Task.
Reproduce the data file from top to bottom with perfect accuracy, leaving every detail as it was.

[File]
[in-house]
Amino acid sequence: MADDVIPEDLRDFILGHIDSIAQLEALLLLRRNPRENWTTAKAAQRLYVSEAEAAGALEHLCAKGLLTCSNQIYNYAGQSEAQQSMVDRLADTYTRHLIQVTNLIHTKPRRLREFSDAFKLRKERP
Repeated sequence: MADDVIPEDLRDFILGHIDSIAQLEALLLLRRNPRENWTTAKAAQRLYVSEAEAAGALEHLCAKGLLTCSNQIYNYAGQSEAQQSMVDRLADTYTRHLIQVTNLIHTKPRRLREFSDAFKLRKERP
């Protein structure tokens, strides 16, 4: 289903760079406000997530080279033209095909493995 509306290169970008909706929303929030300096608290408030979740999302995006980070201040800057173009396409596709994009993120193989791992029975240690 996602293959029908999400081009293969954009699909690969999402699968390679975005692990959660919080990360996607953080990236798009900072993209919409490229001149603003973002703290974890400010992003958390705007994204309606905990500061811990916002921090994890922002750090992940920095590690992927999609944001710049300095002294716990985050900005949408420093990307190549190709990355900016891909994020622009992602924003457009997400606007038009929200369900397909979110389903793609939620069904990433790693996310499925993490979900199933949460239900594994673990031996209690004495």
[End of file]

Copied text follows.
[in-house]
Amino acid sequence: MADDVIPEDLRDFILGHIDSIAQLEALLLLRRNPRENWTTAKAAQRLYVSEAEAAGALEHLCAKGLLTCSNQIYNYAGQSEAQQSMVDRLADTYTRHLIQVTNLIHTKPRRLREFSDAFKLRKERP
Repeated sequence: MADDVIPEDLRDFILGHIDSIAQLEALLLLRRNPRENWTTAKAAQRLYVSEAEAAGALEHLCAKGLLTCSNQIYNYAGQSEAQQSMVDRLADTYTRHLIQVTNLIHTKPRRLREFSDAFKLRKERP
């Protein structure tokens, strides 16, 4: 289903760079406000997530080279033209095909493995 509306290169970008909706929303929030300096608290408030979740999302995006980070201040800057173009396409596709994009993120193989791992029975240690 996602293959029908999400081009293969954009699909690969999402699968390679975005692990959660919080990360996607953080990236798009900072993209919409490229001149603003973002703290974890400010992003958390705007994204309606905990500061811990916002921090994890922002750090992940920095590690992927999609944001710049300095002294716990985050900005949408420093990307190549190709990355900016891909994020622009992602924003457009997400606007038009929200369900397909979110389903793609939620069904990433790693996310499925993490979900199933949460239900594994673990031996209690004495």